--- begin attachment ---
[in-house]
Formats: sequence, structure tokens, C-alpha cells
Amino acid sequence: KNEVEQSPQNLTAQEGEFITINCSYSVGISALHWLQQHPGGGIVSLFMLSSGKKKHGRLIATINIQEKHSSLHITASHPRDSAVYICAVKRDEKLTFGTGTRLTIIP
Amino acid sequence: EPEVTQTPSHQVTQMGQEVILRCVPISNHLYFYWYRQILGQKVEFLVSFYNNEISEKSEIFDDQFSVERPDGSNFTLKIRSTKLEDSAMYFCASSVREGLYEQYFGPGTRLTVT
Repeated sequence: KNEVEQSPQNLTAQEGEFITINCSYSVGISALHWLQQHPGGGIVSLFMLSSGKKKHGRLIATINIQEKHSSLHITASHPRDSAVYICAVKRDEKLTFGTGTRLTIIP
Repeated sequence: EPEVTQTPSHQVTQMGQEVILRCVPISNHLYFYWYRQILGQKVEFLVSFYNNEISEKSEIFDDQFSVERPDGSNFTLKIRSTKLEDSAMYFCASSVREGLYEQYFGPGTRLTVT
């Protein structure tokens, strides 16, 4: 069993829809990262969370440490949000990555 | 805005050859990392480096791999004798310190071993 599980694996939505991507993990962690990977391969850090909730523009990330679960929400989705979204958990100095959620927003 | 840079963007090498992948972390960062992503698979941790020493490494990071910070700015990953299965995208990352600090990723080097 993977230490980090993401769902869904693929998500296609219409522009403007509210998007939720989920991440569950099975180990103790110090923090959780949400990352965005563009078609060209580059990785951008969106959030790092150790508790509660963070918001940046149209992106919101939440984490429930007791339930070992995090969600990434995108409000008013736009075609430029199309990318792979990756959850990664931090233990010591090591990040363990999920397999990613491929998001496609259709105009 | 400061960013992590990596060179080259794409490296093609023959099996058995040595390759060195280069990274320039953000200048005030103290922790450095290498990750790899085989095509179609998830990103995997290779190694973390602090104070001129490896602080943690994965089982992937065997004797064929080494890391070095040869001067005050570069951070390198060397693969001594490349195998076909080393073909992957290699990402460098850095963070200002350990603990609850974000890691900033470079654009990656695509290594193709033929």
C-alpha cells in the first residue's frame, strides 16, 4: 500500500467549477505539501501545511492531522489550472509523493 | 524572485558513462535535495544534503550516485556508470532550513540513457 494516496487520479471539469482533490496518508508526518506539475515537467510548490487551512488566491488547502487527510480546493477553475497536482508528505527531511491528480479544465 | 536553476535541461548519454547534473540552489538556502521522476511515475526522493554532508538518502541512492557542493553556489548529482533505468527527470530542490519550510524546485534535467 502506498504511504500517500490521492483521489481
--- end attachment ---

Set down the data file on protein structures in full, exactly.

[in-house]
Formats: sequence, structure tokens, C-alpha cells
Amino acid sequence: KNEVEQSPQNLTAQEGEFITINCSYSVGISALHWLQQHPGGGIVSLFMLSSGKKKHGRLIATINIQEKHSSLHITASHPRDSAVYICAVKRDEKLTFGTGTRLTIIP
Amino acid sequence: EPEVTQTPSHQVTQMGQEVILRCVPISNHLYFYWYRQILGQKVEFLVSFYNNEISEKSEIFDDQFSVERPDGSNFTLKIRSTKLEDSAMYFCASSVREGLYEQYFGPGTRLTVT
Repeated sequence: KNEVEQSPQNLTAQEGEFITINCSYSVGISALHWLQQHPGGGIVSLFMLSSGKKKHGRLIATINIQEKHSSLHITASHPRDSAVYICAVKRDEKLTFGTGTRLTIIP
Repeated sequence: EPEVTQTPSHQVTQMGQEVILRCVPISNHLYFYWYRQILGQKVEFLVSFYNNEISEKSEIFDDQFSVERPDGSNFTLKIRSTKLEDSAMYFCASSVREGLYEQYFGPGTRLTVT
């Protein structure tokens, strides 16, 4: 069993829809990262969370440490949000990555 | 805005050859990392480096791999004798310190071993 599980694996939505991507993990962690990977391969850090909730523009990330679960929400989705979204958990100095959620927003 | 840079963007090498992948972390960062992503698979941790020493490494990071910070700015990953299965995208990352600090990723080097 993977230490980090993401769902869904693929998500296609219409522009403007509210998007939720989920991440569950099975180990103790110090923090959780949400990352965005563009078609060209580059990785951008969106959030790092150790508790509660963070918001940046149209992106919101939440984490429930007791339930070992995090969600990434995108409000008013736009075609430029199309990318792979990756959850990664931090233990010591090591990040363990999920397999990613491929998001496609259709105009 | 400061960013992590990596060179080259794409490296093609023959099996058995040595390759060195280069990274320039953000200048005030103290922790450095290498990750790899085989095509179609998830990103995997290779190694973390602090104070001129490896602080943690994965089982992937065997004797064929080494890391070095040869001067005050570069951070390198060397693969001594490349195998076909080393073909992957290699990402460098850095963070200002350990603990609850974000890691900033470079654009990656695509290594193709033929």
C-alpha cells in the first residue's frame, strides 16, 4: 500500500467549477505539501501545511492531522489550472509523493 | 524572485558513462535535495544534503550516485556508470532550513540513457 494516496487520479471539469482533490496518508508526518506539475515537467510548490487551512488566491488547502487527510480546493477553475497536482508528505527531511491528480479544465 | 536553476535541461548519454547534473540552489538556502521522476511515475526522493554532508538518502541512492557542493553556489548529482533505468527527470530542490519550510524546485534535467 502506498504511504500517500490521492483521489481